All those Gerrit instances do not need to talk to each other; they can just be separate instances operating on separate ports. This is not a multi-tenant system, but only different Gerrit instances on the same host.

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You can add another layer on top of it: a servlet engine which receives all the traffic, check which host the traffic is for, and just delegate to the individual host.
To take one step further, have that selection filter doing that for you. Gerrit has a daemon that runs all the functionalities. You can integrate that daemon into the incoming servlet filter. When you can get a request for and I do not have where to allocate it, you can just launch it, instantiate all the objects and then run the traffic from there. Also, unload instances would work in the same way.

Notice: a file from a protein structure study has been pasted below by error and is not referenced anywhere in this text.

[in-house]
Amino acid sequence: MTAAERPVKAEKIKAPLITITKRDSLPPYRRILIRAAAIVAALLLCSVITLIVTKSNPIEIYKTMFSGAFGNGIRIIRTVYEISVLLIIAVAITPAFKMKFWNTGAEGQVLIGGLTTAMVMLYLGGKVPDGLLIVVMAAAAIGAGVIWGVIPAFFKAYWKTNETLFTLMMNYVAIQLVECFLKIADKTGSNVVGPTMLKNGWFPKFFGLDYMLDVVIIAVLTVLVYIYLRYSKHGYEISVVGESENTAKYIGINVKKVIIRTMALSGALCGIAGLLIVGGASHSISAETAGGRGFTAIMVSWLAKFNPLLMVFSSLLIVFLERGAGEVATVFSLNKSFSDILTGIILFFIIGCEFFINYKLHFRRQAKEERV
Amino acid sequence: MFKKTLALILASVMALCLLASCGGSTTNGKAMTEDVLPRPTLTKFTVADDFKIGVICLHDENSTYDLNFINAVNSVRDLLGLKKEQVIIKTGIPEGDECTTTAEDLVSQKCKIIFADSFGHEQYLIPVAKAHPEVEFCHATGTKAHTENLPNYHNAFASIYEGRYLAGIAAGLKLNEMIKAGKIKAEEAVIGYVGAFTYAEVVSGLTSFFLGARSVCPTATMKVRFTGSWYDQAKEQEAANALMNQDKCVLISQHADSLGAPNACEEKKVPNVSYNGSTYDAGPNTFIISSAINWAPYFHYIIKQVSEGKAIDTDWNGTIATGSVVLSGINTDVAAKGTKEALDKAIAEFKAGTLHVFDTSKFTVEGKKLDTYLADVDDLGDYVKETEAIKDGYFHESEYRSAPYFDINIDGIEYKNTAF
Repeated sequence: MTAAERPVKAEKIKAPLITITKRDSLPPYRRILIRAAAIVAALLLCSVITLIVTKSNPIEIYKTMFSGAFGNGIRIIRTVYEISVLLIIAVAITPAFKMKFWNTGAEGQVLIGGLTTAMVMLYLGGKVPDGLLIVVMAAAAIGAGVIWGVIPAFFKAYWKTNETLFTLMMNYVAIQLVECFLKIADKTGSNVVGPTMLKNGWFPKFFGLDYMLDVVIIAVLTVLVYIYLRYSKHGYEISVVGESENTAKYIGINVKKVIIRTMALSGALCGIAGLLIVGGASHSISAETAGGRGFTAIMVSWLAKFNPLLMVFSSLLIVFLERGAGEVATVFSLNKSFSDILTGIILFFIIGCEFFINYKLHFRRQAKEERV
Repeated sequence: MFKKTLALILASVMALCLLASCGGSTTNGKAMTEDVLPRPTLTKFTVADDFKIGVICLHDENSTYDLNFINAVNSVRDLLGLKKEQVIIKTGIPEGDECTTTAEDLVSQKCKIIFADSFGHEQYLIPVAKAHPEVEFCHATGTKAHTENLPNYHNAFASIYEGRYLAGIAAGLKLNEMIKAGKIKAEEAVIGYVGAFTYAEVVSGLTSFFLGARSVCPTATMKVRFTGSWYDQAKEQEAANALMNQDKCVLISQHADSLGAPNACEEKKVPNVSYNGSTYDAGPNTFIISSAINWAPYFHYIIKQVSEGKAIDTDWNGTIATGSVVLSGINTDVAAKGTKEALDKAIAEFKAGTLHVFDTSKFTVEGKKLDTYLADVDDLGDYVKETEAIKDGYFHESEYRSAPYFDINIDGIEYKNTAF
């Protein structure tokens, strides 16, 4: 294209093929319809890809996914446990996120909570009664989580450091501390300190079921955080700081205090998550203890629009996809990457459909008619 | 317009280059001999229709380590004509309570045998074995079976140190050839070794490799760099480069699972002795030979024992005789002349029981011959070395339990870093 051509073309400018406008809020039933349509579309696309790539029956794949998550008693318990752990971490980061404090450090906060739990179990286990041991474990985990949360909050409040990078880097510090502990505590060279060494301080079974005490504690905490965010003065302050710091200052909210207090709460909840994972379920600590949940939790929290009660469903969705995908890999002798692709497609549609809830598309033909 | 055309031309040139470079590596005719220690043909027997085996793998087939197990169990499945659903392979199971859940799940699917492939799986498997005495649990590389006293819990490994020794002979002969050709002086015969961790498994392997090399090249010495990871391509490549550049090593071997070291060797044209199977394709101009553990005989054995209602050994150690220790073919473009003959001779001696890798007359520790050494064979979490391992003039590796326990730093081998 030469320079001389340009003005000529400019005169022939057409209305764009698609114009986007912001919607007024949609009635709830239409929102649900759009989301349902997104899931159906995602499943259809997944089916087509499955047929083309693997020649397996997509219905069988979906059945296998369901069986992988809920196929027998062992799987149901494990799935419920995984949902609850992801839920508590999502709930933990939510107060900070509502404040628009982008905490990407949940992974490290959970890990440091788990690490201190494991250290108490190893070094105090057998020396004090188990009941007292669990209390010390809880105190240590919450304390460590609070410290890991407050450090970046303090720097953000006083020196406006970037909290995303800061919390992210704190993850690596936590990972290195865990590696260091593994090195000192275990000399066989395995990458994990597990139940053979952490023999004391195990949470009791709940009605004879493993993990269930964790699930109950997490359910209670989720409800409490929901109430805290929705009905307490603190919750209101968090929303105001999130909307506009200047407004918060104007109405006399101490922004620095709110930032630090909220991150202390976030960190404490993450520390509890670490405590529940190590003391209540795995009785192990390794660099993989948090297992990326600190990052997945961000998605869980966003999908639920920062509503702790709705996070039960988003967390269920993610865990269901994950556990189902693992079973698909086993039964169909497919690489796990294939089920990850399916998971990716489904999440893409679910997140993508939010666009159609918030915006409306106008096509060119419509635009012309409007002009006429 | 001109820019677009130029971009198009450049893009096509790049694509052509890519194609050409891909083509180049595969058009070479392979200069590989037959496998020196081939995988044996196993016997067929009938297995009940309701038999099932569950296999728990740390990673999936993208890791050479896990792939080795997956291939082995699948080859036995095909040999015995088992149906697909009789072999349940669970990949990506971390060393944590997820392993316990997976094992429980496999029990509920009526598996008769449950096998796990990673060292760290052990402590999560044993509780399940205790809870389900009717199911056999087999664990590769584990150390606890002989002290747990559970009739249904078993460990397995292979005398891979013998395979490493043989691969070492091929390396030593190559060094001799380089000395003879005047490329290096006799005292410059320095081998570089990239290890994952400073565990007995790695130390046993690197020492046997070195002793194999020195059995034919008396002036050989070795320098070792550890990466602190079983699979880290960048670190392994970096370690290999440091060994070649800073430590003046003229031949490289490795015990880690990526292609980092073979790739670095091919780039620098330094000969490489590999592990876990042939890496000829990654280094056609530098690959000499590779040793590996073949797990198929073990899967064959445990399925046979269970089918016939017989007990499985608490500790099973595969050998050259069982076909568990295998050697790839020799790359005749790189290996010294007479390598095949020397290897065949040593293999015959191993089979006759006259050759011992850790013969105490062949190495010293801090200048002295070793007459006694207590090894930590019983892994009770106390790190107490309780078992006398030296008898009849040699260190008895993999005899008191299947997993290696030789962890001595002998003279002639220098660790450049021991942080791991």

The Gerrit server engine and the selection filter can run in a single JVM.

How Gerrit can conquer the world

So you have a master here in Europe, and you have got one friend on the west coast in the US. He says: “Oh your Gerrit is so slow I have no idea why and I wish I could move to GitHub.” You say: “Hold on, I can do better than that!” and so you put a new master for the person on West coast.

So the key to that is the replication and comes in two sets:

  • Objects that you have to replicate related to all the Git data. JGit is putting objects into the disk, and these are the data you need to replicate correctly and fast.
  • Other stuff that should replicate and fast to provide a pleasant user experience but it really can be best-effort. That is the indexes and the caches.

If it is okay for your master having a 200/600 msec additional latency, then do not replicate the caches. You can have a cold cache in Singapore or the US, and you can reread them without problems.

Screen Shot 2017-10-10 at 15.37.31.png

For the index, replication can be best-effort, but you should make an effort to replicate them. It is still nonetheless a mandatory requirement. One way to achieve that is to use ElasticSearch, but other index implementations that give indexes replication can be used as well.

Multi-tenant and Multi-master together

We talked about a multi-tenant system and then replicate them globally, so we have now a multi-tenant and multi-master system, actually pretty close to what we run at Google.